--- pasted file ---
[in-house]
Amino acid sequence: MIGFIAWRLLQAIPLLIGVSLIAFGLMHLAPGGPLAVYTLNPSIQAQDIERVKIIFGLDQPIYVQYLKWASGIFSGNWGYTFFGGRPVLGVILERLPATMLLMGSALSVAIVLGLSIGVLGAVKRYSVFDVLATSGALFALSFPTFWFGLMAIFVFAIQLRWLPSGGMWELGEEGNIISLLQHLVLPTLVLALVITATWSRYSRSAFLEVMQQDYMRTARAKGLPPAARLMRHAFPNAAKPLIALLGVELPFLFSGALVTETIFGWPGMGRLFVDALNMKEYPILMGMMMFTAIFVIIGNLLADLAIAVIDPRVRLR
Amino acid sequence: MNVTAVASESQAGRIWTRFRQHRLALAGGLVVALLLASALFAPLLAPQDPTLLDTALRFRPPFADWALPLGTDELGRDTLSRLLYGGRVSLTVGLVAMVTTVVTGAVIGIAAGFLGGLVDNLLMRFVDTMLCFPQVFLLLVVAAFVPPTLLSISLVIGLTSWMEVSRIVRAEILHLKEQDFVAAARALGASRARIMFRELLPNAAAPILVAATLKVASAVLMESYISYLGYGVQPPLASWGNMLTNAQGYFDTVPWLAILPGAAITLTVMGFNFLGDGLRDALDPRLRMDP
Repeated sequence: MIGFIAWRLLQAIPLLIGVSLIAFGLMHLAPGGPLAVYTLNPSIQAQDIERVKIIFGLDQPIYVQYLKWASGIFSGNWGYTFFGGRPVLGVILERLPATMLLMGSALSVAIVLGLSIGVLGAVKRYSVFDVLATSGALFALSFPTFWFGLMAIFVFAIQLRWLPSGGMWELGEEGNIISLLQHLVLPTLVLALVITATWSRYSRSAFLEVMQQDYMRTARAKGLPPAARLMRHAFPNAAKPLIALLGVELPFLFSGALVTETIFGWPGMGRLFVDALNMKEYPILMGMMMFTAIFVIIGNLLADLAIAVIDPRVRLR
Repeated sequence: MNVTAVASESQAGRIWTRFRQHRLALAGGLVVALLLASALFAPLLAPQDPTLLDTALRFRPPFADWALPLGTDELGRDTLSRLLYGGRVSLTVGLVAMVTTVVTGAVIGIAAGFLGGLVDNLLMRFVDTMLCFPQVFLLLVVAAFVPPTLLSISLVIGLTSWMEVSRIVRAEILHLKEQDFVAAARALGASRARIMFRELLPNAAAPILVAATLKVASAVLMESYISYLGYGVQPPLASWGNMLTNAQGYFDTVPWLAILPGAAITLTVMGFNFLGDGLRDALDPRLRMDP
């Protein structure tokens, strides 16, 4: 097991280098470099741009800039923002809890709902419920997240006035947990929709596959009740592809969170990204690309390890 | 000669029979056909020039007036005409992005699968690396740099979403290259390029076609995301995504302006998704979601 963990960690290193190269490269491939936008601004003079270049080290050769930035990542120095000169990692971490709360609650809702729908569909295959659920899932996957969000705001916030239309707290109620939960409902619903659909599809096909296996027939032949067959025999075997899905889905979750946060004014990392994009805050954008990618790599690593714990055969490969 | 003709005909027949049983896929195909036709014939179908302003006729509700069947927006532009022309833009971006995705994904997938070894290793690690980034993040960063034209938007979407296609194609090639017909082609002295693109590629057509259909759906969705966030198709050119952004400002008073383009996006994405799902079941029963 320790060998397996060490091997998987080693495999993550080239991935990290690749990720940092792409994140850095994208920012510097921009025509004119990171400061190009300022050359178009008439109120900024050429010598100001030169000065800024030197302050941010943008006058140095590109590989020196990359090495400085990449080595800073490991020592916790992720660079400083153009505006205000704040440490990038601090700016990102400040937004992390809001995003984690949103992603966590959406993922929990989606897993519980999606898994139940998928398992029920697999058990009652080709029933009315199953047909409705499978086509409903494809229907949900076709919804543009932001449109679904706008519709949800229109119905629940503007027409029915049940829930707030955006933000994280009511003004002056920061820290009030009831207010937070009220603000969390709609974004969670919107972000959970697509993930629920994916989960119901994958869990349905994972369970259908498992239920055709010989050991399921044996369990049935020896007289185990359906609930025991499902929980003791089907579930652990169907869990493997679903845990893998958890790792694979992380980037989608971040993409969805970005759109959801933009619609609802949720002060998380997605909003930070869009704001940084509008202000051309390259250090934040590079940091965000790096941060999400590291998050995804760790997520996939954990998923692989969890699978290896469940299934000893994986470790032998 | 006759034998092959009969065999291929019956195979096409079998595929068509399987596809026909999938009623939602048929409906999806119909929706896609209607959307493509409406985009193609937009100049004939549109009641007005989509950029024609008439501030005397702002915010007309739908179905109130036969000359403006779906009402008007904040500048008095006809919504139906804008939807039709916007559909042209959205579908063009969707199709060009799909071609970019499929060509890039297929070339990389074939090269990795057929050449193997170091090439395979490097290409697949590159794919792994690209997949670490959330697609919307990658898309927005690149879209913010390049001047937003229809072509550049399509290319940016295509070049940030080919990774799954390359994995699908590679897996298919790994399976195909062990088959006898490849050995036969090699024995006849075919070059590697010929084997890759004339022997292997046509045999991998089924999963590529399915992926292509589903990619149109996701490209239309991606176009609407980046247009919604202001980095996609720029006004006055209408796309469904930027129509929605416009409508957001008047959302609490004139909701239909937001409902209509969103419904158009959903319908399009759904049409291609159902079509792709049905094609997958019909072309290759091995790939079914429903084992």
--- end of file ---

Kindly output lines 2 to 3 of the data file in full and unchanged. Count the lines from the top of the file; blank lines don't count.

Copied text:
Amino acid sequence: MIGFIAWRLLQAIPLLIGVSLIAFGLMHLAPGGPLAVYTLNPSIQAQDIERVKIIFGLDQPIYVQYLKWASGIFSGNWGYTFFGGRPVLGVILERLPATMLLMGSALSVAIVLGLSIGVLGAVKRYSVFDVLATSGALFALSFPTFWFGLMAIFVFAIQLRWLPSGGMWELGEEGNIISLLQHLVLPTLVLALVITATWSRYSRSAFLEVMQQDYMRTARAKGLPPAARLMRHAFPNAAKPLIALLGVELPFLFSGALVTETIFGWPGMGRLFVDALNMKEYPILMGMMMFTAIFVIIGNLLADLAIAVIDPRVRLR
Amino acid sequence: MNVTAVASESQAGRIWTRFRQHRLALAGGLVVALLLASALFAPLLAPQDPTLLDTALRFRPPFADWALPLGTDELGRDTLSRLLYGGRVSLTVGLVAMVTTVVTGAVIGIAAGFLGGLVDNLLMRFVDTMLCFPQVFLLLVVAAFVPPTLLSISLVIGLTSWMEVSRIVRAEILHLKEQDFVAAARALGASRARIMFRELLPNAAAPILVAATLKVASAVLMESYISYLGYGVQPPLASWGNMLTNAQGYFDTVPWLAILPGAAITLTVMGFNFLGDGLRDALDPRLRMDP